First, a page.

Transient Global Amnesia

My husband drove me to the airport last week where I passed through security (with some extra attention due to my artificial leg), found my gate and boarded a plane to visit my daughter, something I have done routinely for several years now. However, one thing wasn’t routine this time: I don’t remember any of it. From a particular point on our half-hour drive to the airport until the plane landed in Pittsburgh four hours later I have virtually no memory of anything that happened. My husband said I was acting strangely. For instance, I packed my travel mug containing the dregs of a just-finished cup of coffee, despite his puzzled inquiries. And I complained of some vertigo, apparently. But I am not a morning person, so I guess it didn’t look that different from my normal 6 a.m. muddle.

The next thing I knew, I woke as from a deep sleep (which may actually have been a deep sleep – I am not sure) as the plane bumped along the tarmac toward the terminal. The hours and stories of those I encountered along my twilight journey are lost, presumably forever. My seatmate seemed in a hurry to exit. A few items like my book and my boarding pass, appeared to be awol, but I found most of them tucked neatly into my backpack under the seat in front of me. My boarding pass was gone, but my id, cash, phone and credit cards were all where they should have been. From the moment I awoke, I was increasingly myself and have felt perfectly fine ever since. It was much like coming out of anesthesia after a minor medical procedure. I would pay a lot of money to have a video of my trip through the airport and onto the plane, because it is a miracle that I got uneventfully to my destination under the circumstances.

My family and I have considered multiple causes for this bizarre occurrence: sleep-walking, reaction to medication, seizure, mini-stroke… but (best of all possibilities), I believe I experienced an episode of Transient Global Amnesia, something I had never even heard of before. It may be related to migraine headaches in some way, and I am a life-long migraine sufferer. According to the Mayo clinic, this rare problem is unlikely to recur or to have any long-term effects.

While it relieves a burden of worry to know that this is a benign condition, my biggest emotion about the whole episode is gratitude. God cares for His helpless ones, and there is no better illustration of that for me. I spend most of my days believing that I am in control, that I can handle the small, easy things in life without resorting to prayer or any other conscious dependence upon God. I spend most of the rest of my time worrying about the ‘big’ things I’m afraid I have to manage. But it is all a trick of this fallen world, an illusion of control we maintain to allay our fears, an unfortunate barrier which keeps us at a distance from our Provider. Are we ever really any more in control of our journey, our well-being or our destination than I was at the airport last week? I think not. I can’t even control my own brain. The mind of man plans his way, but the Lord directs His steps (Prov. 16:9).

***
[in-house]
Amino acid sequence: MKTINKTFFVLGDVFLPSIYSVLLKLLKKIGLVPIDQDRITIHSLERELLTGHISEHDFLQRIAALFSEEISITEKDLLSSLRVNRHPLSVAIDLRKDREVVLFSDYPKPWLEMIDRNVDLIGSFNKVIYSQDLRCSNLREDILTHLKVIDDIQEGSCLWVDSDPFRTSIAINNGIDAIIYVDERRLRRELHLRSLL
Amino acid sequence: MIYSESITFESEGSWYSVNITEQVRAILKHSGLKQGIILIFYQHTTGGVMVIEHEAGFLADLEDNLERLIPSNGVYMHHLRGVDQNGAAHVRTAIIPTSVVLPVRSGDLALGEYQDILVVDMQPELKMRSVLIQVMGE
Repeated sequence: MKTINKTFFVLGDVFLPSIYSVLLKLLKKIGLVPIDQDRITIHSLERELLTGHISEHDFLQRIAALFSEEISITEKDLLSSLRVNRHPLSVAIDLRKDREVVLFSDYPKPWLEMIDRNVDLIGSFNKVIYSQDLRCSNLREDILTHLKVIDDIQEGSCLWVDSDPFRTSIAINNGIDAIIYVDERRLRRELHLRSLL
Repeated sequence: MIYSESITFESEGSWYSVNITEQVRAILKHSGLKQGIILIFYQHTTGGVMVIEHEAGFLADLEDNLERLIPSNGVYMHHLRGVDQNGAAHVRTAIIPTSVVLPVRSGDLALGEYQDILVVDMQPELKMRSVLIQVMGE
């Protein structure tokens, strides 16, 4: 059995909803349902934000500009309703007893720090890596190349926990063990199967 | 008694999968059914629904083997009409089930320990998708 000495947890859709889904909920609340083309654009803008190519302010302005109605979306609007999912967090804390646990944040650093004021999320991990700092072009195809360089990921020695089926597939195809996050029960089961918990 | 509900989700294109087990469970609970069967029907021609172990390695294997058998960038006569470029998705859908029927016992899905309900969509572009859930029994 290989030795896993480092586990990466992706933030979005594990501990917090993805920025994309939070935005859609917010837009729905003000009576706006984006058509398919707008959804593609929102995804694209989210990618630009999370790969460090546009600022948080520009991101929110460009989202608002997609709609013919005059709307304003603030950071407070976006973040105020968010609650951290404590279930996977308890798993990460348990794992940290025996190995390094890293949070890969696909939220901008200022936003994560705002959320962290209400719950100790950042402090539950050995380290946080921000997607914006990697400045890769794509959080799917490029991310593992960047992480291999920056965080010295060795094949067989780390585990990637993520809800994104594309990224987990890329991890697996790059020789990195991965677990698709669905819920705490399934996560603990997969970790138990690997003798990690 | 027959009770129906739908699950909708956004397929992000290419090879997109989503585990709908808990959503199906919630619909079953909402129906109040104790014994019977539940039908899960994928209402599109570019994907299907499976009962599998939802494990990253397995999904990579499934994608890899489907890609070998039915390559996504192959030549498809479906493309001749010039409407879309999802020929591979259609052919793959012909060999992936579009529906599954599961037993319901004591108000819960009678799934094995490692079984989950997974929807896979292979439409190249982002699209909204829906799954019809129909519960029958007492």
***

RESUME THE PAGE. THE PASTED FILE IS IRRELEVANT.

I don’t believe this experience will forever cure all my anxiety or rebellious independence, but I do hope it will serve as a touchstone and a reminder for me when I am tempted to forget that God cares for His helpless ones.

And that includes all of us, all the time.


If you or anyone you know has experienced Transient Global Amnesia, please reply to this post. I would love to hear about it!


Related Content:

Another lesson in control and trust from John Piper.
Scriptures about anxiety and God’s faithfulness by Lesli White.
A prayer about feeling out of control from Scotty Smith.

Lost Boys

Wendy: “But where do you live mostly now?”

Peter: “With the lost boys.”

“Who are they?”

“They are the children who fall out of their perambulators when the nurse is looking the other way. If they are not claimed in seven days they are sent far away to Neverland to defray expenses. I’m captain.”

“What fun it must be!”

“Yes,” said cunning Peter, “but we are rather lonely.” 

JM Barrie, whose dialog is quoted above, was the author of Peter Pan, the stage play, and several other works that contained references to the lost boys. These stories hint at a darker tale than we have gleaned from the Disney films. Barrie’s first lost boy was his older brother, who died as a child, leaving Barrie to compete for his mother’s attention with a sibling who would never grow up. The rowdy crew of animal-boys described in Peter Pan were actually the childless author’s surrogate children who lost their own parents and eventually became Barrie’s wards. Two of them also died in the Neverland of adolescence. Barrie’s lost boys inhabit a child’s limbo where they will never mature, never find love and where they will never really live.

This is uncomfortably close to the situation for boys who are leaving the church today in droves. Most of them would say they have quit the world of make-believe faith for the reality of science and culture, but they have chosen a half-life, based on their own brand of faith, where they will find it hard to mature, difficult to know love and impossible to hope for eternal life. I suppose we had best consult Chaos Theory to know why this phenomenon is occurring, since the variables must be nearly infinite, but I would like to consider a few of them.

Superficial Heroes. Pick up a few children’s books from 150 years ago, and you will see that kids today are given little concept of philosophy, honor or purpose by comparison with generations past. Media heroes today are often violent, simplistic caricatures who save only themselves and achieve only pleasure. Such are our sports heroes, financial titans and video stars. This is an especially glaring lack for boys whose God-given love of adventure and combat can serve a bright purpose or an easy, empty vanity.